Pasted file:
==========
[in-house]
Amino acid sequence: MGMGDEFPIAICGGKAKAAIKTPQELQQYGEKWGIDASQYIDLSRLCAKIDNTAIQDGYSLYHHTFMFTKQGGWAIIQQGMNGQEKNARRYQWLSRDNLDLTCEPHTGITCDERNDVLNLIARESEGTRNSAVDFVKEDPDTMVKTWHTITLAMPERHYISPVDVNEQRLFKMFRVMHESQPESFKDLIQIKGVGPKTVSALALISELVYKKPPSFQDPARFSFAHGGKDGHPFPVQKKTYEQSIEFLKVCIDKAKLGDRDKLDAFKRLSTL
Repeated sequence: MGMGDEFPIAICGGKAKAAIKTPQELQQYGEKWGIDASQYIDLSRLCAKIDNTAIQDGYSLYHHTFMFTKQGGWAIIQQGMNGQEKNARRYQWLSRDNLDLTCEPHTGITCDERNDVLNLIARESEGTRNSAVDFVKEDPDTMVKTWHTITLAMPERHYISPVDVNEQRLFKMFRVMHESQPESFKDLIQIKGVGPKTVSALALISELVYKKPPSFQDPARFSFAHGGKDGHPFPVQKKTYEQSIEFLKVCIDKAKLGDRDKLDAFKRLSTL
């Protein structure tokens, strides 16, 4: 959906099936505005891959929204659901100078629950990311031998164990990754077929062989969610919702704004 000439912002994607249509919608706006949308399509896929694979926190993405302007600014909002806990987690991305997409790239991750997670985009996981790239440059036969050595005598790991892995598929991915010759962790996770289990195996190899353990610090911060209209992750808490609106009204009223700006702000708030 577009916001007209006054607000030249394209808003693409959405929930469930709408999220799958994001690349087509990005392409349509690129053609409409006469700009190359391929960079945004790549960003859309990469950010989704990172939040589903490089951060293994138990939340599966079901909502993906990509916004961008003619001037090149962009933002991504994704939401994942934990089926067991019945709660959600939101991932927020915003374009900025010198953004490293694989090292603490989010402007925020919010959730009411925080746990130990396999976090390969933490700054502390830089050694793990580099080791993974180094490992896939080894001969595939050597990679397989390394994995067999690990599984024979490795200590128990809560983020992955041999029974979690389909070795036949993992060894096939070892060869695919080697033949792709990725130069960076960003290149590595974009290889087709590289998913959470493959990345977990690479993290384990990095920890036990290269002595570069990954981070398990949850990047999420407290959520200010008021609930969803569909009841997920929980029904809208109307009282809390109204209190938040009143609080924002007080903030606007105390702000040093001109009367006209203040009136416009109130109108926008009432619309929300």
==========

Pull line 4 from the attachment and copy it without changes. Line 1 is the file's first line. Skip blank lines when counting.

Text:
């Protein structure tokens, strides 16, 4: 959906099936505005891959929204659901100078629950990311031998164990990754077929062989969610919702704004 000439912002994607249509919608706006949308399509896929694979926190993405302007600014909002806990987690991305997409790239991750997670985009996981790239440059036969050595005598790991892995598929991915010759962790996770289990195996190899353990610090911060209209992750808490609106009204009223700006702000708030 577009916001007209006054607000030249394209808003693409959405929930469930709408999220799958994001690349087509990005392409349509690129053609409409006469700009190359391929960079945004790549960003859309990469950010989704990172939040589903490089951060293994138990939340599966079901909502993906990509916004961008003619001037090149962009933002991504994704939401994942934990089926067991019945709660959600939101991932927020915003374009900025010198953004490293694989090292603490989010402007925020919010959730009411925080746990130990396999976090390969933490700054502390830089050694793990580099080791993974180094490992896939080894001969595939050597990679397989390394994995067999690990599984024979490795200590128990809560983020992955041999029974979690389909070795036949993992060894096939070892060869695919080697033949792709990725130069960076960003290149590595974009290889087709590289998913959470493959990345977990690479993290384990990095920890036990290269002595570069990954981070398990949850990047999420407290959520200010008021609930969803569909009841997920929980029904809208109307009282809390109204209190938040009143609080924002007080903030606007105390702000040093001109009367006209203040009136416009109130109108926008009432619309929300």